And wait  we did.  In the final hours before GNO’s arrival, my husband and I sat on the floor outside my daughter’s hospital room.  From that vantage point, we listened while my daughter’s partner whispered words of encouragement and love.  We listened as the medical folks led her through the final stages of childbirth.  We listened as she became a mother.  We listened as the doctor declared that a beautiful healthy baby girl was born.  Those were the joyful words we were waiting to hear.  Then it was time to meet our new granddaughter.  I held her in my arms and she looked up at me with deep dark chocolate eyes.  Just like Ma’s.  And this is my “cute baby” story for her.  I remind her often that she has her great grandmother’s black Italian eyes.  And that their time together was brief.  But they knew each other well.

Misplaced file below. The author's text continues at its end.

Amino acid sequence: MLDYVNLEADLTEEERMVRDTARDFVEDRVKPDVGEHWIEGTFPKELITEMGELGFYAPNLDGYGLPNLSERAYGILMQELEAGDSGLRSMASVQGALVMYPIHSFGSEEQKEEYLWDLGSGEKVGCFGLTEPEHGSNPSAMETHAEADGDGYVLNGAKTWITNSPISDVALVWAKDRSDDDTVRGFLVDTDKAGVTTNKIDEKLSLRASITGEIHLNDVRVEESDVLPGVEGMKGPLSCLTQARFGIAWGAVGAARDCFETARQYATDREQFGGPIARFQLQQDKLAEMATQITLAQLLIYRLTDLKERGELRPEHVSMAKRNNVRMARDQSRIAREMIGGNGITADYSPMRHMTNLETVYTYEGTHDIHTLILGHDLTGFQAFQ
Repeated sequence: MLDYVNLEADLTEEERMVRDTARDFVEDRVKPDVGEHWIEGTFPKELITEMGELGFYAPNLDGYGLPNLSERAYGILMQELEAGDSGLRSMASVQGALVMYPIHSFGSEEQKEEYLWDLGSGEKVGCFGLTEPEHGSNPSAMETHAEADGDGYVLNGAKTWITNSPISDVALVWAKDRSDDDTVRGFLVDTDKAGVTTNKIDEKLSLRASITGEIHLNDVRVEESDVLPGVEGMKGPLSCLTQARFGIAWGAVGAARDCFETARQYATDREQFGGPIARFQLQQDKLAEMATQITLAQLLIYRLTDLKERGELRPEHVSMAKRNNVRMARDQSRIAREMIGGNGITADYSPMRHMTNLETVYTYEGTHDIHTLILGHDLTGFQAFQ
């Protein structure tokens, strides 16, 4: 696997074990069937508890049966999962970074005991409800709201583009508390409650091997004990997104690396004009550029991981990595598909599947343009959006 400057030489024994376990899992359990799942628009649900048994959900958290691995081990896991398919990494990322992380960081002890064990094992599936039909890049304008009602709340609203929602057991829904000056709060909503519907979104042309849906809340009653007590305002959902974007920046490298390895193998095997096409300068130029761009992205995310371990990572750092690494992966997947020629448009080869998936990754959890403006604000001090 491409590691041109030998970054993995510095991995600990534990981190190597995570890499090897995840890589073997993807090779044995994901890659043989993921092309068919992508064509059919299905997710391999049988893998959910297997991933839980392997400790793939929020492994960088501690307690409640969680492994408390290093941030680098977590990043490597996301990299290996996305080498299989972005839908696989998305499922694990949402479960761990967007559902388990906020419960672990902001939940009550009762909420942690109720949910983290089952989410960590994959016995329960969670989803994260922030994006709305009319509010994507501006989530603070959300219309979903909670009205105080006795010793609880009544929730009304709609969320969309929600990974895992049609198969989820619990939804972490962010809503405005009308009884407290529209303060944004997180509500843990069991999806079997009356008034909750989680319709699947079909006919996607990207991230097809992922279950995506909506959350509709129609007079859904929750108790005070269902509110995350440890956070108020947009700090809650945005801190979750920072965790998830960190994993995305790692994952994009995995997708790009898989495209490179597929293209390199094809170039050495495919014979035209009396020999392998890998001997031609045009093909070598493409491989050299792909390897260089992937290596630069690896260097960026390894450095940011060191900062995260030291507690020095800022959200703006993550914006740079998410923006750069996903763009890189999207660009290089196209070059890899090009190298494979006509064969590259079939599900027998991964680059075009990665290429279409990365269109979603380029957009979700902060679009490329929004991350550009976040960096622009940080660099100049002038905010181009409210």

Ma was a remarkable mother.  My daughter is too.

Ma taught me everything she knew.  How to bake a perfect ginger cookie.  Sew a seam on a summer dress.  Tend to an open wound.  Mend a broken heart.  She taught me how important it was to listen to your child.  And to hear the words spoken.  And those not.  She taught me how to open my heart.  And when to keep my mouth shut.  She showed me how to make much of little.  And to celebrate the birth of a child.  For there is no greater gift.

My daughter is teaching me every day.  I watch her with my granddaughter and my heart stops.  She’s engaging.  And smart. Full of all the right instincts.  She knows how and when to discipline.  She knows how to grow an infant into a little girl into a preteen and one day into a strong young woman.  She knows how to entertain her daughter.  And when to let her entertain herself.   She’s funny.  And fun.  Kids are drawn to her.  They see her great big heart.  And welcoming arms.  Who wouldn’t want to be embraced by those.

Yes, both Ma and DNO have taught me much. I like to think that I’m a better woman because of these two extraordinary ones.

A few weeks after this photo was taken my granddaughter was born. A few months later Ma was gone. They knew each other briefly but well.